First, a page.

Local officials in Washington, D.C., on Wednesday will hear presentations on a proposed ballot measure that would decriminalize psychedelic mushrooms, also known as magic mushrooms.
For a measure to appear on a ballot in the District, several hoops must be jumped through, the biggest being the D.C. Board of Elections. An independent government body, the board is solely responsible for determining whether initiatives can advance to a city-wide vote.
According to The Washington Post, the proposal would make growing and selling psychedelics "among the lowest law enforcement priorities.” Specifically, it would apply to plants and fungus that contain ibogaine, mescaline, psilocybin and other chemicals.
Supporters of the measure say that chemicals such as psilocybin, a hallucinogen, have been shown to help with addiction, PTSD, depression and other mental health problems.
"Practices with entheogenic plants and fungi have longs [sic] existed, have been considered sacred to a number of cultures and religions for millennia and continue to be enhanced and improved," a report submitted to the board said. “Citizens of the District of Columbia seeking to improve their health and well-being through the use of entheogenic plants and fungi currently use them in fear of arrest and prosecution.”
If the Board of Elections deems the initiative viable, supporters of the proposal would then petition signatures after a challenge period, the Post reports.
“At the end of the day, the merits of the initiative are not our decision to make,” Board of Elections Chairman D. Michael Bennett told the Post. “The merits will be decided by the voters.”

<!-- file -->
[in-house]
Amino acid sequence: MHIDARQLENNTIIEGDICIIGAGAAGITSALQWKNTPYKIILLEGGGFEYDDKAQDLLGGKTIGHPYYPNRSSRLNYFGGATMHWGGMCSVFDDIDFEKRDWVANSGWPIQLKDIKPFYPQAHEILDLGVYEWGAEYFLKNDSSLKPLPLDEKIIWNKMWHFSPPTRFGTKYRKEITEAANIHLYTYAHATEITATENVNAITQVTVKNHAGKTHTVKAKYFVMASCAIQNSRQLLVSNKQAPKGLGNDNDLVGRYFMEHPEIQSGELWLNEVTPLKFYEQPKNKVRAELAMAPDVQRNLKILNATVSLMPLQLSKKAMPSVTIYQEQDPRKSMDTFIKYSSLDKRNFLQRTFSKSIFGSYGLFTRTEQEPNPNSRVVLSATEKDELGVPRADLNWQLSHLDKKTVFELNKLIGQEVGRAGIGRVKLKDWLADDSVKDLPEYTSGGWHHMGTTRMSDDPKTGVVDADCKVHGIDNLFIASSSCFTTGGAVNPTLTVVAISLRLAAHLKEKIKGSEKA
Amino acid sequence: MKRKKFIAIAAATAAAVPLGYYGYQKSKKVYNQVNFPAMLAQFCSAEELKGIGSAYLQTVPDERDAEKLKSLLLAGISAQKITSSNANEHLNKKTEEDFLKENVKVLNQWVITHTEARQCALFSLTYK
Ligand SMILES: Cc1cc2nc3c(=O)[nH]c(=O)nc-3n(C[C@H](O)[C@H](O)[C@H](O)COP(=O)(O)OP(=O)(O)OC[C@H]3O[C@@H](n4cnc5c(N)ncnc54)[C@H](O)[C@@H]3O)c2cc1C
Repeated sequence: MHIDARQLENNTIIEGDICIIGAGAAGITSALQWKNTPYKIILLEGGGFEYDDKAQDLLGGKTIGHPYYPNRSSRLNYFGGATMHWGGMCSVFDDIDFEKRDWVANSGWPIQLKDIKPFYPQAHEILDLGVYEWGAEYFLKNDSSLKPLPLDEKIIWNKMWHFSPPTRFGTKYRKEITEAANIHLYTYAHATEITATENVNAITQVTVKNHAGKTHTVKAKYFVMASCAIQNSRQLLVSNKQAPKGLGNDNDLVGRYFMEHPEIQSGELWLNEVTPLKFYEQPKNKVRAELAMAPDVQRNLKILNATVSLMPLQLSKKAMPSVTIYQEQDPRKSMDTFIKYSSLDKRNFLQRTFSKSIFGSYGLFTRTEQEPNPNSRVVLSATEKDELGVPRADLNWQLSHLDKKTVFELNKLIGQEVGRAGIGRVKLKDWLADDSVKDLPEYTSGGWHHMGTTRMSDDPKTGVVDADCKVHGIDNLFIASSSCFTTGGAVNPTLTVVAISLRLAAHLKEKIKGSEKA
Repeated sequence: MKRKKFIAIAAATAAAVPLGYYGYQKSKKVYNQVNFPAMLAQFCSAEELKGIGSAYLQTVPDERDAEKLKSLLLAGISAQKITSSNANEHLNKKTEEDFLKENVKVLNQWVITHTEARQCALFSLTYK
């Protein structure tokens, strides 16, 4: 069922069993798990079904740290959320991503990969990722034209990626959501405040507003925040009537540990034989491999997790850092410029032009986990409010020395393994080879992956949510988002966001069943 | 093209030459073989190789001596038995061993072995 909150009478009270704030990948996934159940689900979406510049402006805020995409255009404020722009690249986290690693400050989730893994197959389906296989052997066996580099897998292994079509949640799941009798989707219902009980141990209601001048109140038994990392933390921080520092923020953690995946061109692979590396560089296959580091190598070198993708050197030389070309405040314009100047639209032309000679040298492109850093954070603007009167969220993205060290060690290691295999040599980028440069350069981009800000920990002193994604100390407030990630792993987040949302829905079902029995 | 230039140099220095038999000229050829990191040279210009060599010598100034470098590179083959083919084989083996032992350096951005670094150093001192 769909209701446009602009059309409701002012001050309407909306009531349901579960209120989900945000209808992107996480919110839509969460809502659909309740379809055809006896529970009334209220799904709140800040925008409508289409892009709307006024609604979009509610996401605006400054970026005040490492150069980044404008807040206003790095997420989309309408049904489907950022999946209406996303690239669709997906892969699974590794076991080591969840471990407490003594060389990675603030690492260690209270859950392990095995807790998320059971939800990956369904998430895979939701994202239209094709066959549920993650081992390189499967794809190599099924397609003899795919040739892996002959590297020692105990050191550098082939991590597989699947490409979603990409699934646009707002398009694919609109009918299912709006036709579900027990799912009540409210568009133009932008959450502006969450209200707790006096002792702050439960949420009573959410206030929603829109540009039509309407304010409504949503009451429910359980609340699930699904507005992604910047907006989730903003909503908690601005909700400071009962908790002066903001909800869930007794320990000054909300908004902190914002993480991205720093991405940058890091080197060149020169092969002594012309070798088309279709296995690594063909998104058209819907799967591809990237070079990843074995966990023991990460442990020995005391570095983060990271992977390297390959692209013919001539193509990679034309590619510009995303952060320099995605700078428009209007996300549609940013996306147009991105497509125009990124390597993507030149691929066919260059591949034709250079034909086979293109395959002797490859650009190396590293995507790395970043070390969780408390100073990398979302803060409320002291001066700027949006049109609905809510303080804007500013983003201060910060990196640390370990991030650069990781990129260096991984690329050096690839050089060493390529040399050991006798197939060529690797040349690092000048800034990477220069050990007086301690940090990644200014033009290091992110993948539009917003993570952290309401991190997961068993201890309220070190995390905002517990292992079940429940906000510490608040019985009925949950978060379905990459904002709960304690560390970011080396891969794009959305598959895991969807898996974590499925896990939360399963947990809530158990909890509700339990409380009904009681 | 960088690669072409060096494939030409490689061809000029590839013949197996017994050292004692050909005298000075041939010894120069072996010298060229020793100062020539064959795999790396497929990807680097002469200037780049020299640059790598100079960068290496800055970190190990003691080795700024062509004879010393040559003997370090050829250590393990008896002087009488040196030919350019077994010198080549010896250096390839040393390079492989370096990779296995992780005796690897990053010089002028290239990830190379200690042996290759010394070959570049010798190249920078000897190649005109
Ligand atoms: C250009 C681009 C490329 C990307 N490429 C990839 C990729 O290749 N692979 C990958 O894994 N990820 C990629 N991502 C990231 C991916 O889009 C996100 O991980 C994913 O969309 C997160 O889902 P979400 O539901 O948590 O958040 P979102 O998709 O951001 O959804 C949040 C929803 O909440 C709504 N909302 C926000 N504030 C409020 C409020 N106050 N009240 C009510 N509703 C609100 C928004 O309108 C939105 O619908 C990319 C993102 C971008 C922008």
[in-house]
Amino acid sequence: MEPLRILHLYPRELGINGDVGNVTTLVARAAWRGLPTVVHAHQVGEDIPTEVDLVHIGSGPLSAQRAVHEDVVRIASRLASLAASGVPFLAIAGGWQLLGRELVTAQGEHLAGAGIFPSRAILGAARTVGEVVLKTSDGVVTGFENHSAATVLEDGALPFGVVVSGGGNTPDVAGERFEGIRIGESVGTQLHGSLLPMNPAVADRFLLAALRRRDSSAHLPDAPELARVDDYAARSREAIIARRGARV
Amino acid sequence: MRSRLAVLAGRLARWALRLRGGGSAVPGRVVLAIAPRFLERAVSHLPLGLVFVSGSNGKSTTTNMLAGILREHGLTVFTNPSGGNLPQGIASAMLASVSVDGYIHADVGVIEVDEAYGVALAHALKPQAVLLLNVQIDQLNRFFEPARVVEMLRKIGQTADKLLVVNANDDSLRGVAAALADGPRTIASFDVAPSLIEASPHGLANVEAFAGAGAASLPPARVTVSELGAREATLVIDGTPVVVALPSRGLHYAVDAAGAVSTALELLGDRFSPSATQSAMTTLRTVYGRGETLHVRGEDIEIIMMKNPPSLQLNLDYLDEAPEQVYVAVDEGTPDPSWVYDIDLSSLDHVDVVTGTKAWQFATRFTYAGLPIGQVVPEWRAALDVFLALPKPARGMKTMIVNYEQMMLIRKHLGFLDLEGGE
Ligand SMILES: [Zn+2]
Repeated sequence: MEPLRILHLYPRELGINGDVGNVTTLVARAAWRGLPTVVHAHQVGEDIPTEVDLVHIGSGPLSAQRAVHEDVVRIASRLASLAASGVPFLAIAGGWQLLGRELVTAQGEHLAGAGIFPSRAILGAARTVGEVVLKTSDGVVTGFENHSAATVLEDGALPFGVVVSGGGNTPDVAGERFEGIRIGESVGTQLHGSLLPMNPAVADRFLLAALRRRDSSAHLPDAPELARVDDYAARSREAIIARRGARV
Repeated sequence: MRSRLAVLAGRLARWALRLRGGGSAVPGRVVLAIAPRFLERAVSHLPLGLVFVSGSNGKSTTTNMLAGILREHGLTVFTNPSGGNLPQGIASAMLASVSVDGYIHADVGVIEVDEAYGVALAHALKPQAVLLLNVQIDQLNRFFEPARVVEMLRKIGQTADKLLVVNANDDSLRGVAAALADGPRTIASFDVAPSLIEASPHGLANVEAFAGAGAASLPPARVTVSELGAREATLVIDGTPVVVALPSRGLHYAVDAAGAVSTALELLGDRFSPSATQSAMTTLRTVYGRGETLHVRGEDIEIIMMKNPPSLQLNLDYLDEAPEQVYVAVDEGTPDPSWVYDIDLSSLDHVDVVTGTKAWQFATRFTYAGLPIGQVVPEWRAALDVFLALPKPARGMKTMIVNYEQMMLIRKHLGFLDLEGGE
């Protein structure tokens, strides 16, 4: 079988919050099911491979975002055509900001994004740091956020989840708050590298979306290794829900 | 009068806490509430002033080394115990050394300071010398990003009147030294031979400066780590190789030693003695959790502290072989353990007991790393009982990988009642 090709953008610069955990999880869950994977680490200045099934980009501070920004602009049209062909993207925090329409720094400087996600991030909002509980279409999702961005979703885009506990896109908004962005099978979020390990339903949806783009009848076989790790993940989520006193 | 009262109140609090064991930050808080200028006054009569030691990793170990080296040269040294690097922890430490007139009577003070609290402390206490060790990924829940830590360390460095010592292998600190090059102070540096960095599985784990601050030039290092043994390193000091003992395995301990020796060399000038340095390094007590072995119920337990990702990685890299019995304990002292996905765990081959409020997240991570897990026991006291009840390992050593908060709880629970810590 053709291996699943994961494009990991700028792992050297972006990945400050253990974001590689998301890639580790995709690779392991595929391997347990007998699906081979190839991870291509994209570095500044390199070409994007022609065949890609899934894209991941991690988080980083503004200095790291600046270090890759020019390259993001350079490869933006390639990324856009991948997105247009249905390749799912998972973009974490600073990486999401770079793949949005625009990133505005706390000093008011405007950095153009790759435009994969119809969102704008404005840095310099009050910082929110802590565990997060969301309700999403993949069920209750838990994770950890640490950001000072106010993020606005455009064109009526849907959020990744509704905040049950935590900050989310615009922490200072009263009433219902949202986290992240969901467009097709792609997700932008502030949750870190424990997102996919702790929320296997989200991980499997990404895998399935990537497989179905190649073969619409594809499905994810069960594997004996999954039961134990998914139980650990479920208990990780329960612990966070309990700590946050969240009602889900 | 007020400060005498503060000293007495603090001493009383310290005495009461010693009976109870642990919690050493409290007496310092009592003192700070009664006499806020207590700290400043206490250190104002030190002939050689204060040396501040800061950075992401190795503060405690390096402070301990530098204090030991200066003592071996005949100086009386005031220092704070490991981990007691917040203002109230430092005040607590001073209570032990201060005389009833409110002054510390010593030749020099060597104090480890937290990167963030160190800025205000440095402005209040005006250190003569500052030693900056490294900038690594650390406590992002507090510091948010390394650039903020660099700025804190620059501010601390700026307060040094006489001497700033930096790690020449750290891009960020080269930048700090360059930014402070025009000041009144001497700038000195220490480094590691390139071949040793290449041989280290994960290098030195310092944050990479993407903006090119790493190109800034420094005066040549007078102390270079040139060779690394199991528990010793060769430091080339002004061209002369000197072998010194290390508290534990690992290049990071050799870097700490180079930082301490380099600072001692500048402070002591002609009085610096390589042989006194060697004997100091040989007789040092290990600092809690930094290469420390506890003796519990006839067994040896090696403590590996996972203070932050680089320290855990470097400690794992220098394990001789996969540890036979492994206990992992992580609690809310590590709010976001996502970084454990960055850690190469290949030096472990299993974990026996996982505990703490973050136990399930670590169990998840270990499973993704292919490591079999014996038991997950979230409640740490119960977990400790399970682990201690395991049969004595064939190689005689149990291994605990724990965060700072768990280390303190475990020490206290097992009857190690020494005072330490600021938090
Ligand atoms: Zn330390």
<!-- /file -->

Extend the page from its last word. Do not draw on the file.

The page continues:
The proposal is formally known as the Entheogenic Plant and Fungus Policy Act of 2020 and was proposed by D.C. Department of Energy and Environment budget officer Melissa Lavasani.
Lavasani is also a spokeswoman for advocacy group Decriminalize Nature DC. She told the Post that she began micro-dosing on the hallucinogens in 2018 when she fell into deep depression.
“I felt much lighter,” she said. “I was actually happy. I had joyful moments. I was engaging with my children more. It was a quick turnaround.”
Lavasani doesn't take the substance anymore but said that the proposal is "one step closer to getting people feeling comfortable enough to treat themselves."
If the proposal was to make it on the ballot and pass, D.C. would become only the fourth city in the country to decriminalize the drug, joining Oakland and Santa Cruz in California as well as Denver.